Chances are, you’re bound to recommit yourself to a series of resolutions and goals for the new year—which hopefully includes more time for rest and relaxation. One of the best places to make this happen is in your master bathroom. Since it’s typically the first and last spot you encounter every day, these private retreats render a decisive impact on your mood and overall well-being. So, making them functional and accommodating to your daily routine deserves your attention.
When it comes to combining refinement with convenience, interior designer Julia Palen Wood is at the top of her game with Ruard Veltman Architecture @veltmanwoodinteriors in Charlotte. Along with coordinating and selecting finishes for all of the firm’s wonderful projects, Wood keeps a sharp eye on both current residential trends and similar requests made by clients. “Ruard and I strive not only to make the master bathrooms in our homes special places to be, but also ensure that they have tranquil views to focus upon, such as a garden or water feature,” she says. “In particular, the location of the tub is important to a bathroom’s configuration, along with its proximity to the landscape beyond.”
While tubs were often must-haves in master bathrooms, they have undergone some rethinking in recent years. “Many of our clients would be content with just a shower; however, even in our intent to design forever homes, we’ve discovered that clients still feel the need to include a tub for possible resale value,” says Wood. She also states that when a soaking spot is called for, she and Veltman often select sculptural, freestanding tubs with smaller footprints to add some drama to the room. “And typically, we’ve found that homeowners like a drop-in tub, if they frequently enjoy bathing versus showering,” she says.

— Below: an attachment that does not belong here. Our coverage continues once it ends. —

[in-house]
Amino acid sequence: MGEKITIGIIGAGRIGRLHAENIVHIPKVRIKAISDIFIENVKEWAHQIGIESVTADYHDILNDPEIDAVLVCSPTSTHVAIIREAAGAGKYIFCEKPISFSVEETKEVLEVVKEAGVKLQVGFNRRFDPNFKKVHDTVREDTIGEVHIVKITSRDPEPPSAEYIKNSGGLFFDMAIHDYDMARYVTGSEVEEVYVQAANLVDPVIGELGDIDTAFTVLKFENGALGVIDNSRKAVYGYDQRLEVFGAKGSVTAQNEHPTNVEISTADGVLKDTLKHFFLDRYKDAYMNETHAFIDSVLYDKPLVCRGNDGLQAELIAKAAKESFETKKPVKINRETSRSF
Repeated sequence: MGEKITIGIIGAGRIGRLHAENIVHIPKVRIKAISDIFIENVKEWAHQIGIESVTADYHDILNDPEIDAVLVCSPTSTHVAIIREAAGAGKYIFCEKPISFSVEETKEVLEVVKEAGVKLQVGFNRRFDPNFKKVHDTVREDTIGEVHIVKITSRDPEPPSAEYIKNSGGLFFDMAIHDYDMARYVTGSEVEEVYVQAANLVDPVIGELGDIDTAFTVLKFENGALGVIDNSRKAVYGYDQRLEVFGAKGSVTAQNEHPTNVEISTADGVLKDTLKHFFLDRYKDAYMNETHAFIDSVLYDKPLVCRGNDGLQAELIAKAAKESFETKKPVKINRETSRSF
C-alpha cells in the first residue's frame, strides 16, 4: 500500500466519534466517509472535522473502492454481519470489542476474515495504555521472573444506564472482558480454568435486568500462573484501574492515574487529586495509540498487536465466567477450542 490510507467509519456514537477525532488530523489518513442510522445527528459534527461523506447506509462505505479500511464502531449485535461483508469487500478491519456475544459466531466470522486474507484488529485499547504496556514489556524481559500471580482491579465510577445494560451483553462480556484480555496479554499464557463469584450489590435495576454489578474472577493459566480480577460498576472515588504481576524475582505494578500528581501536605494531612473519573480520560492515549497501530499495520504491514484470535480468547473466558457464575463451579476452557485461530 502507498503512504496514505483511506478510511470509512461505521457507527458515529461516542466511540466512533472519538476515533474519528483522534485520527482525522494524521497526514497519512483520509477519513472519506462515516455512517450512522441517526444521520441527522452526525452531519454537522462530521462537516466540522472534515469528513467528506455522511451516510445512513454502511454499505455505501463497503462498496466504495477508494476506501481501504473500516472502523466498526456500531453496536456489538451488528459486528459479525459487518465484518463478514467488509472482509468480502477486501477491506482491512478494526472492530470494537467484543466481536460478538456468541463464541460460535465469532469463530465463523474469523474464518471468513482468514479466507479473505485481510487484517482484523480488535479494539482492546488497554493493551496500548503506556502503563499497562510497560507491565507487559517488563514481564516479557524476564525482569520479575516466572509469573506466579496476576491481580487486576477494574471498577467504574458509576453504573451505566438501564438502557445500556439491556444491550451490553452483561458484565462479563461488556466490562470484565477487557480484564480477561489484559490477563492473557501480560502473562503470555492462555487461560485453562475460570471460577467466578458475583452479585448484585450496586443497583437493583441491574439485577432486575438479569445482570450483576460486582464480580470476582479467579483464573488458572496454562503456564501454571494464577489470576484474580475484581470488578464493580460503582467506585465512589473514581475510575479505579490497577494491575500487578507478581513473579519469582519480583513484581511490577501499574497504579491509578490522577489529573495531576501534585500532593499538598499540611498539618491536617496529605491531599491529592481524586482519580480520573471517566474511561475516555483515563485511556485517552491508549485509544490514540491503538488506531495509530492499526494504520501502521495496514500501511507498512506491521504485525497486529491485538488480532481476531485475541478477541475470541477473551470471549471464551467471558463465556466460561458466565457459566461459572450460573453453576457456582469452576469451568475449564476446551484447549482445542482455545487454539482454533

Regarding placing double sinks in one long vanity, Wood points out that their clients prefer having separate vanities, especially if there’s enough space to create individual dressing and prepping areas. “We’ve even seen an increase in dry vanities, primarily for women, in which they can stand at the counter rather than sitting,” she says. “These counters tend to be narrower and higher than those with sinks, making them more comfortable to use.” Such cabinetry also allows for more drawers to hold toiletries and towels, as well as being outfitted with outlets for hair dryers and other necessities, so that everything stays concealed and organized.
While homeowners want plenty of storage and perks in their master bathrooms, they also want such amenities to be discretely handled and well thought out. “We like to provide high storage at vanities, which is much easier to access than lower cabinets. Tall, single-door built-ins are convenient to use and have everything in one place—even in vanities where two sinks are closely located,” says Wood. Likewise, she and Veltman both agree that master bathrooms shouldn’t be overloaded with features and gadgets that work just as well elsewhere. “Most elements, like coffee stations, TVs, and seating, are best kept in areas that are apart or just off the master bedroom.”